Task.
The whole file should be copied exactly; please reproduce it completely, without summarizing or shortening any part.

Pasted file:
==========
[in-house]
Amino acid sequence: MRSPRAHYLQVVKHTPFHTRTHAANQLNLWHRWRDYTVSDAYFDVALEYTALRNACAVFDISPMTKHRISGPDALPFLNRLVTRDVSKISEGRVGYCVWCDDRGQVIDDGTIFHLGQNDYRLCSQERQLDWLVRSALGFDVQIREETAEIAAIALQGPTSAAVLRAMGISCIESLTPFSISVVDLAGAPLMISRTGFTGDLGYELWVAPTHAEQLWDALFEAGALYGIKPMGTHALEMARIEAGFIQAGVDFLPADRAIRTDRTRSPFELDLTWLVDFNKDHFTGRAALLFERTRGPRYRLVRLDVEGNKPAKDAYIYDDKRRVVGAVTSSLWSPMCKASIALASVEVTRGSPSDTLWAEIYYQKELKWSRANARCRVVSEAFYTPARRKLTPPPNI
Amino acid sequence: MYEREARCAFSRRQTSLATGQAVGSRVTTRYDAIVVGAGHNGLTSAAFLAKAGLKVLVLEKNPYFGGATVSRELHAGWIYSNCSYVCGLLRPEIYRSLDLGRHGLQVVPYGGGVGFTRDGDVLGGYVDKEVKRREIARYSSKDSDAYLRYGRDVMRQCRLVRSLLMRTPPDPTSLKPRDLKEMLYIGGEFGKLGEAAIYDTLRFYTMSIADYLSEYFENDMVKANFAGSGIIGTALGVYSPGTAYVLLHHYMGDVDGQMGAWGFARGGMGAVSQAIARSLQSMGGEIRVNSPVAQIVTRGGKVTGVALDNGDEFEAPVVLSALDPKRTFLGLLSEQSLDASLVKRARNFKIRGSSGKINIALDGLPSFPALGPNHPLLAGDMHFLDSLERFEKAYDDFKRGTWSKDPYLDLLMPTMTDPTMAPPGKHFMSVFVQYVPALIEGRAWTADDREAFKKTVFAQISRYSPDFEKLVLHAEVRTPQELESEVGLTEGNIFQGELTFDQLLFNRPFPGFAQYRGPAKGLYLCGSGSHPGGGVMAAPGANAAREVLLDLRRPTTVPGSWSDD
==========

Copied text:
[in-house]
Amino acid sequence: MRSPRAHYLQVVKHTPFHTRTHAANQLNLWHRWRDYTVSDAYFDVALEYTALRNACAVFDISPMTKHRISGPDALPFLNRLVTRDVSKISEGRVGYCVWCDDRGQVIDDGTIFHLGQNDYRLCSQERQLDWLVRSALGFDVQIREETAEIAAIALQGPTSAAVLRAMGISCIESLTPFSISVVDLAGAPLMISRTGFTGDLGYELWVAPTHAEQLWDALFEAGALYGIKPMGTHALEMARIEAGFIQAGVDFLPADRAIRTDRTRSPFELDLTWLVDFNKDHFTGRAALLFERTRGPRYRLVRLDVEGNKPAKDAYIYDDKRRVVGAVTSSLWSPMCKASIALASVEVTRGSPSDTLWAEIYYQKELKWSRANARCRVVSEAFYTPARRKLTPPPNI
Amino acid sequence: MYEREARCAFSRRQTSLATGQAVGSRVTTRYDAIVVGAGHNGLTSAAFLAKAGLKVLVLEKNPYFGGATVSRELHAGWIYSNCSYVCGLLRPEIYRSLDLGRHGLQVVPYGGGVGFTRDGDVLGGYVDKEVKRREIARYSSKDSDAYLRYGRDVMRQCRLVRSLLMRTPPDPTSLKPRDLKEMLYIGGEFGKLGEAAIYDTLRFYTMSIADYLSEYFENDMVKANFAGSGIIGTALGVYSPGTAYVLLHHYMGDVDGQMGAWGFARGGMGAVSQAIARSLQSMGGEIRVNSPVAQIVTRGGKVTGVALDNGDEFEAPVVLSALDPKRTFLGLLSEQSLDASLVKRARNFKIRGSSGKINIALDGLPSFPALGPNHPLLAGDMHFLDSLERFEKAYDDFKRGTWSKDPYLDLLMPTMTDPTMAPPGKHFMSVFVQYVPALIEGRAWTADDREAFKKTVFAQISRYSPDFEKLVLHAEVRTPQELESEVGLTEGNIFQGELTFDQLLFNRPFPGFAQYRGPAKGLYLCGSGSHPGGGVMAAPGANAAREVLLDLRRPTTVPGSWSDD